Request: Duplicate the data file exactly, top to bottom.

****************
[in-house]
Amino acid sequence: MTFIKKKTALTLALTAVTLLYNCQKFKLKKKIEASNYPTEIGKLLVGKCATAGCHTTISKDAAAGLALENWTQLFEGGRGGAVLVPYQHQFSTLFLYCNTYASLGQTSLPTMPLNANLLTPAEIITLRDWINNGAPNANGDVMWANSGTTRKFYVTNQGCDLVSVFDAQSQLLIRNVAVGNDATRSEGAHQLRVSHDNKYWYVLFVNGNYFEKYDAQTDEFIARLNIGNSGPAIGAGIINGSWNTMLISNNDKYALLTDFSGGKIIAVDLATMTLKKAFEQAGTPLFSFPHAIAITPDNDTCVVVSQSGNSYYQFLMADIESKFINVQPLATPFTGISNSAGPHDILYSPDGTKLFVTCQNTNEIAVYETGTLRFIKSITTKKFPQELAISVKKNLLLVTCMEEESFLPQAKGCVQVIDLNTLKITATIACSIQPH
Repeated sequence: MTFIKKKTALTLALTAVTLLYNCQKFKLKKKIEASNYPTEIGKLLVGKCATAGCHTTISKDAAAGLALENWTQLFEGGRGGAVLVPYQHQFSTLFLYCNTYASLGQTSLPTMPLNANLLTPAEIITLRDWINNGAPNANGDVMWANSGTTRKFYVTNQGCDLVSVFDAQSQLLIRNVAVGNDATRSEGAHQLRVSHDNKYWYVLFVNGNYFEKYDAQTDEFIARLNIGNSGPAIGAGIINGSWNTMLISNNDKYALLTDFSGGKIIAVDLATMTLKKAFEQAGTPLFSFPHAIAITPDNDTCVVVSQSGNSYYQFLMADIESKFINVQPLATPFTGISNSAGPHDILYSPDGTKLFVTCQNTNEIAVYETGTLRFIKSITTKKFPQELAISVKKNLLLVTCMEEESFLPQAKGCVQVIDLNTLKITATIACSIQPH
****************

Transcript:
[in-house]
Amino acid sequence: MTFIKKKTALTLALTAVTLLYNCQKFKLKKKIEASNYPTEIGKLLVGKCATAGCHTTISKDAAAGLALENWTQLFEGGRGGAVLVPYQHQFSTLFLYCNTYASLGQTSLPTMPLNANLLTPAEIITLRDWINNGAPNANGDVMWANSGTTRKFYVTNQGCDLVSVFDAQSQLLIRNVAVGNDATRSEGAHQLRVSHDNKYWYVLFVNGNYFEKYDAQTDEFIARLNIGNSGPAIGAGIINGSWNTMLISNNDKYALLTDFSGGKIIAVDLATMTLKKAFEQAGTPLFSFPHAIAITPDNDTCVVVSQSGNSYYQFLMADIESKFINVQPLATPFTGISNSAGPHDILYSPDGTKLFVTCQNTNEIAVYETGTLRFIKSITTKKFPQELAISVKKNLLLVTCMEEESFLPQAKGCVQVIDLNTLKITATIACSIQPH
Repeated sequence: MTFIKKKTALTLALTAVTLLYNCQKFKLKKKIEASNYPTEIGKLLVGKCATAGCHTTISKDAAAGLALENWTQLFEGGRGGAVLVPYQHQFSTLFLYCNTYASLGQTSLPTMPLNANLLTPAEIITLRDWINNGAPNANGDVMWANSGTTRKFYVTNQGCDLVSVFDAQSQLLIRNVAVGNDATRSEGAHQLRVSHDNKYWYVLFVNGNYFEKYDAQTDEFIARLNIGNSGPAIGAGIINGSWNTMLISNNDKYALLTDFSGGKIIAVDLATMTLKKAFEQAGTPLFSFPHAIAITPDNDTCVVVSQSGNSYYQFLMADIESKFINVQPLATPFTGISNSAGPHDILYSPDGTKLFVTCQNTNEIAVYETGTLRFIKSITTKKFPQELAISVKKNLLLVTCMEEESFLPQAKGCVQVIDLNTLKITATIACSIQPH